The Pros and Cons of Investing in Rent-Controlled Properties

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The mention of rent control is enough to make most apartment investors shudder—the notion of artificially capping rents flies smack in the face of American capitalism. But there are several misconceptions about rent-controlled properties. For some, they can be a great addition to their investment portfolios.

 

The Cons of Rent Control

Rent control regulations can be difficult to navigate.

Rent control regulations can be regulated at either the city or state level—or both. The state of California, for instance, allows rent control, but the decision is made at the local level as to whether to adopt a rent control policy.

It’s not uncommon for two adjacent communities to have different policies, one with rent control and the other not. The landscape is continuously evolving; investors need to track these regulations closely as there are routinely efforts (like ballot measures) to change policies.

Related: Rental Owners Everywhere Should Be Concerned About California’s Push for Rent Control—Here’s Why

Your ability to increase rents is capped each year.

Depending on the community, it’s possible that the rent control policy will prohibit landlords from raising rent more than 2 percent each year–in other words, rent increases essentially just keep pace with inflation. This may be completely out of line with market averages, particularly in hot-market cities, where rents have experienced double-digit increases over the past several years.

This ceiling can make deals less attractive to investors in search of strong cash flow.

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Rent controlled properties experience lower turnover.

Typically, low turnover is a good thing as far as apartment investors are concerned. However, some rent control policies stipulate that rents are capped each year until an apartment becomes vacant, at which point the landlord can increase the rent to market rate and then the new cap takes place each year thereafter under the existing tenancy.

To bring units to market rate, they must turn over at least every few years–but tenants in rent-controlled units tend to stay longer than average (sometimes 30-plus years!).

There’s less incentive to improve properties.

One unintended consequence of rent control is that, unable to increase rents, there’s no incentive to invest in a property beyond routine repairs and maintenance. Over time, this can lead to a deterioration (and therefore, value) of the property.

If you decide to sell in the future, your pool of buyers may be smaller.

Given the challenges associated with rent-controlled properties, some investors will never even look at these deals. This inherently shrinks the pool of potential buyers when it comes time to sell.

Related: Due Diligence: What Every Asset Requires Prior to Purchase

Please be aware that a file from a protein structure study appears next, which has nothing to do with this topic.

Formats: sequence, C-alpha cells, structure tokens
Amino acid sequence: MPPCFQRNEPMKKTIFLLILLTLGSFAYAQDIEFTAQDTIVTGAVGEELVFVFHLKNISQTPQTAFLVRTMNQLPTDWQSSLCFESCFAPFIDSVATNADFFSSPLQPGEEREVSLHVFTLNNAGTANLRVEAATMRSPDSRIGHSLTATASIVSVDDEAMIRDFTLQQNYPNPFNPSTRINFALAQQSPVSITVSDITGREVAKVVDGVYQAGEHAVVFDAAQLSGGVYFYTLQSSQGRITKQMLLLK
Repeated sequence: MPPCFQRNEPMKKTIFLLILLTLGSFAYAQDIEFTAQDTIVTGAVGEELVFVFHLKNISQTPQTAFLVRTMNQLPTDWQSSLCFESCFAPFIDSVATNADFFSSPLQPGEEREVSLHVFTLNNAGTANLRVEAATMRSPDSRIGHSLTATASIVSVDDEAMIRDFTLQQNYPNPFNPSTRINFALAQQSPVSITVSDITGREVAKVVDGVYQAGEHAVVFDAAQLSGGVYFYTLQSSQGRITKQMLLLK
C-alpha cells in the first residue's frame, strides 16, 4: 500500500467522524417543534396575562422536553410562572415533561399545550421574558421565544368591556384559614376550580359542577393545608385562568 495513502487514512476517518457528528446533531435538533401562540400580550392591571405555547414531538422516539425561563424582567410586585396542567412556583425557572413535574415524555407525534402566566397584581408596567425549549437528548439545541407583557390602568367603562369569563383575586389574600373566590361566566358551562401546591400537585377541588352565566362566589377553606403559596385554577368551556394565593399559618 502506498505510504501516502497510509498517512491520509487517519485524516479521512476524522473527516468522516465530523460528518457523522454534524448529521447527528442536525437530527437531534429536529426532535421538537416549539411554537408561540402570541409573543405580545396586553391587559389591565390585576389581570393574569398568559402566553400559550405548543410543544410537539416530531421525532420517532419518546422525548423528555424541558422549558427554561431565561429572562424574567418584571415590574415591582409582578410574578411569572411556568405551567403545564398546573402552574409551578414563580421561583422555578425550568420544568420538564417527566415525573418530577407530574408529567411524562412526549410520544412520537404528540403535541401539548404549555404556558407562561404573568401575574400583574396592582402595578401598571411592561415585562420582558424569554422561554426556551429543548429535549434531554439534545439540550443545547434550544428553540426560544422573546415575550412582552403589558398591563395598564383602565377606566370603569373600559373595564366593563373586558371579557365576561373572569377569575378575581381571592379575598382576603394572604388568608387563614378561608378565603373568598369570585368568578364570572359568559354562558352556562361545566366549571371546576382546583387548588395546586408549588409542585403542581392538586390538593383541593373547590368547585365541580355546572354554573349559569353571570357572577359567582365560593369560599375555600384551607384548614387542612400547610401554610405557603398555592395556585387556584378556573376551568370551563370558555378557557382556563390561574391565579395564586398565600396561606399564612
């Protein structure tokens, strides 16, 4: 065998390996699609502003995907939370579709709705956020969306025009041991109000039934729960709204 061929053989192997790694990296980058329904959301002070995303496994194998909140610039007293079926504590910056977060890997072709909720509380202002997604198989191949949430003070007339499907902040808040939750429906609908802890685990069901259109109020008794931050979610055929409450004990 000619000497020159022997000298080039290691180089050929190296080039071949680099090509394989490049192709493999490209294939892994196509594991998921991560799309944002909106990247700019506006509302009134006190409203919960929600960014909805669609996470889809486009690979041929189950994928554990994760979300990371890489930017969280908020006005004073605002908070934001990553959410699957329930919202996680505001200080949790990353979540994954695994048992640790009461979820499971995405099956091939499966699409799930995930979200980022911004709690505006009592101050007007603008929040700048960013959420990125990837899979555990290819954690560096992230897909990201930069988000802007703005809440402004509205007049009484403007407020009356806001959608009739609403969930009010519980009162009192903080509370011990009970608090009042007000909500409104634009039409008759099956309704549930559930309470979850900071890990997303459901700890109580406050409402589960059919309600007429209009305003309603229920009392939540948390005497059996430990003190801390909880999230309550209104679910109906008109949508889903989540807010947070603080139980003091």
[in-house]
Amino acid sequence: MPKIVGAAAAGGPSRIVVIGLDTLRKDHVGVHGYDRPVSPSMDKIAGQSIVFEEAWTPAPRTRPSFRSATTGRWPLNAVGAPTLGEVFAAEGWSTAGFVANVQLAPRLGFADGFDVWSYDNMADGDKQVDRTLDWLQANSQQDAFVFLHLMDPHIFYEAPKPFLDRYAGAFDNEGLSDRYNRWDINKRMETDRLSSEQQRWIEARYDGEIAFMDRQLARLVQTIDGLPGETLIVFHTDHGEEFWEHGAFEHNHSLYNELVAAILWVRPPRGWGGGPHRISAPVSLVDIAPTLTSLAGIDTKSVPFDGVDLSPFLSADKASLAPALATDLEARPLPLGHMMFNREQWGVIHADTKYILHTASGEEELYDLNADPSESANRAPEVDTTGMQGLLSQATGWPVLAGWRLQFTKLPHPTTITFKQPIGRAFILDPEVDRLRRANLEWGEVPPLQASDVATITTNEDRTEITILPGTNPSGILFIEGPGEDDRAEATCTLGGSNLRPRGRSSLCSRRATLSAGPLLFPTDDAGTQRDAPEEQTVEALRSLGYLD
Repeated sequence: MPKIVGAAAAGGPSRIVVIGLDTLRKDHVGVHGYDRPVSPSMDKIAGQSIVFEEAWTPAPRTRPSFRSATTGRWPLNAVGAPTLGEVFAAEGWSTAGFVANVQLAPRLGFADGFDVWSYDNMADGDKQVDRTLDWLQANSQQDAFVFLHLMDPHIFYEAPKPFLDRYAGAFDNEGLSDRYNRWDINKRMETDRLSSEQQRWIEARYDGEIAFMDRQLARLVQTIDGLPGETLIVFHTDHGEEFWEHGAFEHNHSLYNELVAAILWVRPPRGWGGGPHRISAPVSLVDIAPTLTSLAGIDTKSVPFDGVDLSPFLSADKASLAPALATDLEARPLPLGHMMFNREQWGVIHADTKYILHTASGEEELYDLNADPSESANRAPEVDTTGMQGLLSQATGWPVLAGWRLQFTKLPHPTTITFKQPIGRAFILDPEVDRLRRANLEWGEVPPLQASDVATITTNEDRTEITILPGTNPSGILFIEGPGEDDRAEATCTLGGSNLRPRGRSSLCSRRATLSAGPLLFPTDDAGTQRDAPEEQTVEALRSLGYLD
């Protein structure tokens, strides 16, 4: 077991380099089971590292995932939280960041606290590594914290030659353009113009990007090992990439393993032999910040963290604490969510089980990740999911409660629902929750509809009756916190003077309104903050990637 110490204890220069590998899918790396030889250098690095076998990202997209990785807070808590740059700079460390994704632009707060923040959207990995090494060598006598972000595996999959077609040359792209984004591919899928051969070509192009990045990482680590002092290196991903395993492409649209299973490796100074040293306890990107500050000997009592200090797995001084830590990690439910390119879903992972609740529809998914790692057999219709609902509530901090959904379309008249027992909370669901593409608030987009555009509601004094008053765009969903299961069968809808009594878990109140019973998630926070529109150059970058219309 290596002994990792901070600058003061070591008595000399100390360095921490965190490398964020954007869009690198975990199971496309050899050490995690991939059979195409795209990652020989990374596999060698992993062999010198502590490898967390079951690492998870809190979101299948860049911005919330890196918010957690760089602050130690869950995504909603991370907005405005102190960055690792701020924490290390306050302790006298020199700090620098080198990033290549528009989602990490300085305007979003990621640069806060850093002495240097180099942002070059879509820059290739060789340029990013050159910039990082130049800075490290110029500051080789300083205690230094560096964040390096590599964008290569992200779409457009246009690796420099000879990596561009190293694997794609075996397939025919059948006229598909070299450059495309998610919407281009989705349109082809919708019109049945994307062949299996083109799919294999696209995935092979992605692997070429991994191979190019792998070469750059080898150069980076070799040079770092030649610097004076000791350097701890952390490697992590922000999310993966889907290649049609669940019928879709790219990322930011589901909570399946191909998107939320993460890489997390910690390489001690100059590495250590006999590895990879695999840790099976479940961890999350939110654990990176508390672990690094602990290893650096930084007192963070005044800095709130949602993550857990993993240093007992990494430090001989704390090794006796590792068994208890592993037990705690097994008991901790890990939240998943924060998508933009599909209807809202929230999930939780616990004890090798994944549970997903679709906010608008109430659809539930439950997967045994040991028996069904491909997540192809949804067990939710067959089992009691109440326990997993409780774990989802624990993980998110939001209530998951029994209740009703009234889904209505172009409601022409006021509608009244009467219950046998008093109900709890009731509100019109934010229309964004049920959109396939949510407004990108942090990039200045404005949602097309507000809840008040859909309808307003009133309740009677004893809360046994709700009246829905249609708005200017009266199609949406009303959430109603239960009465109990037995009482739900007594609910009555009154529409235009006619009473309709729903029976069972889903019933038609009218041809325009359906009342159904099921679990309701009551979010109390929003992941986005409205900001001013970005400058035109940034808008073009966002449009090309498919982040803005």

The Pros of Rent Control

Rent-controlled properties tend to have lower acquisition costs.

Investors typically use the current rent roll as a major factor when determining the value of a property. Rent-controlled properties, particularly if multiple units are below market rates, are therefore valued lower than what the free market would bear.

This results in lower acquisition costs, which may be a good way for an investor to enter a market they’d otherwise be priced out of by investing in a rent-controlled property.

You CAN increase rents.

Contrary to popular belief, landlords CAN raise rents in a rent control environment—they’re just limited as to by how much each year.

For instance, Oregon just passed a statewide rent control ban this past year that caps rent increases at 7 percent plus inflation annually. That’s a total of 10.3 percent this year. Statewide, rent growth has slowed to less than 2 percent a year since 2016, so the new law makes little difference to landlords looking to increase rents.

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There are usually policies in place to challenge the cap.

No community wants to see their housing stock decline. To prevent this, most rent control regulations contain provisions that allow investors to challenge the cap when making substantial renovations or improvements to the property.

Rent-controlled properties tend to have consistent cash flow.

Because rents are lower, and because tenants tend to stay in place longer, rent controlled properties tend to have consistent cash flow. What’s more, tenants in rent-controlled properties are less likely to move out during a downturn, which helps investors weather the ups and downs that are inevitable over the course of multiple real estate cycles.

Ultimately, the decision as to whether to invest in rent-controlled properties is a personal one. Rent control regulations can vary so widely–from highly restrictive policies in cities like New York and Los Angeles, to the more flexible rent control policy recently adopted in Oregon.

Anyone considering investing in an area with rent control should spend the time needed to understand the nuances of the policy. One misstep in violation with a rent control law could cripple an otherwise promising investment.

 

Would you invest in a rent-controlled property? Why or why not?

 

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